40th Anniversary of Foreigner
Interview with Ian McDonald – From King Crimson to Honey West
Giveaway: Autographed “Bad Old World” – Honey West CD
By Warren Kurtz
IAN McDONALD was first heard on the late 1969 progressive rock debut album by King Crimson, “In the Court of the Crimson King,” the one with the painting of a screaming face of the “21st Century Schizoid Man.” In addition to co-writing, Ian McDonald played saxophone, flute, keyboards and other instruments on this classic album. 40 years ago, in 1977, he was part of another group’s debut album with a painting on the cover, the sextet Foreigner, and remained with them for their three ‘70s albums. Now Ian McDonald is a key member and co-writer in a new band, Honey West. Goldmine spoke with Ian McDonald about all three of these groups, T. Rex, and even Doc Severinsen.
GOLDMINE: Before we get to the 40th anniversary of Foreigner, we must talk about your new group Honey West. I love the band’s name. I used to watch that detective show on TV in the mid-‘60s, the year before “Batman” debuted. How did you become part of that New York group?
IAN McDONALD: Well, I have been living in New York since the mid-‘70s. Just a while back Ted Zurkowski and his wife Lynnea Benson were in a Shakespeare company and I was writing music for it and playing live piano, too. Ted had a band, initially alternative country, called Honey West. I saw them, was impressed and I wondered if they would have me. The back cover of the CD is a photo of Long Island that I took when I was on Ted’s boat with Ted and Lynnea.
GM: You and Ted have created one of my favorite albums of 2017. I like the entire dozen song collection. I enjoy Ted’s lyrics on “Brand New Car” where “life’s so easy now” on this break-up song, and the humor contained too, including the line, “Think I’ll get a job, maybe one I like.” With the song “Sylvia Strange,” he is “sorry to see her go.”
IM: Ted’s lyrics are witty and smart, such a strong point for him and Honey West. With “Brand New Car,” the music in the middle is a bit of a psychedelic throwback to the ‘60s. On “Sylvia Strange” we don’t pretend to play reggae, but we did it in a similar style. My son Max plays bass on that one and two other songs on the CD. I am proud to have him in our live band. He is a great bass player and great guitarist, too.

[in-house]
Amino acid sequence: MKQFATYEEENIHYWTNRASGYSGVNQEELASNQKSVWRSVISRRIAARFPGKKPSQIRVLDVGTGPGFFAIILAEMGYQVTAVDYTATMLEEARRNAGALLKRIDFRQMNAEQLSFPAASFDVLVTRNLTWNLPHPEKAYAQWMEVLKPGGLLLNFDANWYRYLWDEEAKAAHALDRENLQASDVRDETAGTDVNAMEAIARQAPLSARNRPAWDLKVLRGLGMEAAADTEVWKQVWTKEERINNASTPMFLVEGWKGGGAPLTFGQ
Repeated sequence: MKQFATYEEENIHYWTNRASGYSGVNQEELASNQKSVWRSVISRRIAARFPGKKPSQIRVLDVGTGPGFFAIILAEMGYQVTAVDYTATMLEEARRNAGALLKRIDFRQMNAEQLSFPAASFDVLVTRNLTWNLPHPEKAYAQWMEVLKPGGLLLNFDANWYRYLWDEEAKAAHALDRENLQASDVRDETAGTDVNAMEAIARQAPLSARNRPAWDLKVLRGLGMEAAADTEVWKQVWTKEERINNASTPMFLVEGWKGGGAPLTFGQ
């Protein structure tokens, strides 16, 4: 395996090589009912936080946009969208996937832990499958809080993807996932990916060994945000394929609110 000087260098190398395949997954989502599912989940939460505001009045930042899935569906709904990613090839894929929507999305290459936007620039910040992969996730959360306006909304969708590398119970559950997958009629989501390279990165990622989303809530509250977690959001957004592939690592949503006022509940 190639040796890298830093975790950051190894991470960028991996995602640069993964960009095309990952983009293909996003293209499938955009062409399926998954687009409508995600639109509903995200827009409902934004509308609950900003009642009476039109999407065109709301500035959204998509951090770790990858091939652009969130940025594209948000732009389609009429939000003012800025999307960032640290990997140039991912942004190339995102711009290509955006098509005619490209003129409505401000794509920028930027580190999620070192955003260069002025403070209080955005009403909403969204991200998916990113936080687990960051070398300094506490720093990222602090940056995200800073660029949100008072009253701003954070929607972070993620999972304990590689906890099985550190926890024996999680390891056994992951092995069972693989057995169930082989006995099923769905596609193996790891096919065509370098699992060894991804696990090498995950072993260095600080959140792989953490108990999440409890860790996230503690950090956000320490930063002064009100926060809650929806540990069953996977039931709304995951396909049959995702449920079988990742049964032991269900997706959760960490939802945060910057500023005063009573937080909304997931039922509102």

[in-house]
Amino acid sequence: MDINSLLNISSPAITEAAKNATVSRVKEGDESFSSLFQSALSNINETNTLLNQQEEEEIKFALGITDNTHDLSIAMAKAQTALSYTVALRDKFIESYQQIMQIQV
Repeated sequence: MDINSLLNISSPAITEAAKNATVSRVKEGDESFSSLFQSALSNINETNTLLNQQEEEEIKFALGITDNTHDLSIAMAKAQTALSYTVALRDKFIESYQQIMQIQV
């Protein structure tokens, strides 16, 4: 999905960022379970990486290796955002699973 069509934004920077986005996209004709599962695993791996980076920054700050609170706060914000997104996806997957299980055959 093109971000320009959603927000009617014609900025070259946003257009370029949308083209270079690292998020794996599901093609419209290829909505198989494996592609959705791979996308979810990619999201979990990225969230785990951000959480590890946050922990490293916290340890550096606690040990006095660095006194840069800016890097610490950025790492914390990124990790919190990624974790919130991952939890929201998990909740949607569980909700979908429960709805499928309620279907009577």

GM: I really enjoy the imagery in the opening lines of “California” and song reference, “Never saw a girl so fine with your sunshine eyes, your mountains and your valleys and your ocean and you’re eight miles high.” The music sounds like a Hollies solo song to me while “A Girl Called Life” reminds me of the Searchers. When Ted hits the high notes on the lines, “I’m a guy who can never keep his thoughts to himself. I think and sing anything that pops in my head,” I think this is one of highlights of your album.
IM: “California” is one of my favorites. This was a breakthrough song for us as a songwriting team. When struggling with the lyric, we took a ten minute break. Then picking up a guitar, our partnership was born. I have sort of a soft spot for this one being our first. I also particularly like “A Girl Called Life,” and it might be my favorite on the CD. With a title like that, it had to be a good song.
GM: Your synthesizer strings and Steve Holley’s percussion provide a nice backdrop on “She’s Not Your Life,” a song with Bee Gees-like gentleness, yet a song like “Terry & Julie” sounds like punk-pop, and “Dementia” as the album closer is wild, fun and funny.
IM: “She’s Not Your Life” certainly is beautiful. “Terry & Julie” was inspired by the acting couple Terrance Stamp and Julie Christie, who starred in the 1967 film “The Maddening Crowd.” We made a small film too, a video, for the single “Dementia,” with the lyrics on tarot cards while I am featured musically on a baritone sax, recorded live in the studio with a live vocal. This can be viewed on our band’s website.
GM: The first time I heard you play saxophone was on T. Rex’s “Bang a Gong (Get it On).”
IM: Here is a little bit of trivia for Goldmine, “Bang a Gong,” called “Get it On” in England, where it reached number one, is my only number one claim to fame.
GM: My friend John and I were huge fans of that song in 1971, the same year you released the beautiful McDonald and Giles album. It seemed that King Crimson split into thirds with Emerson, Lake & Palmer, McDonald and Giles, and King Crimson with John Wetton joining that group. I offer my condolences on the recent losses.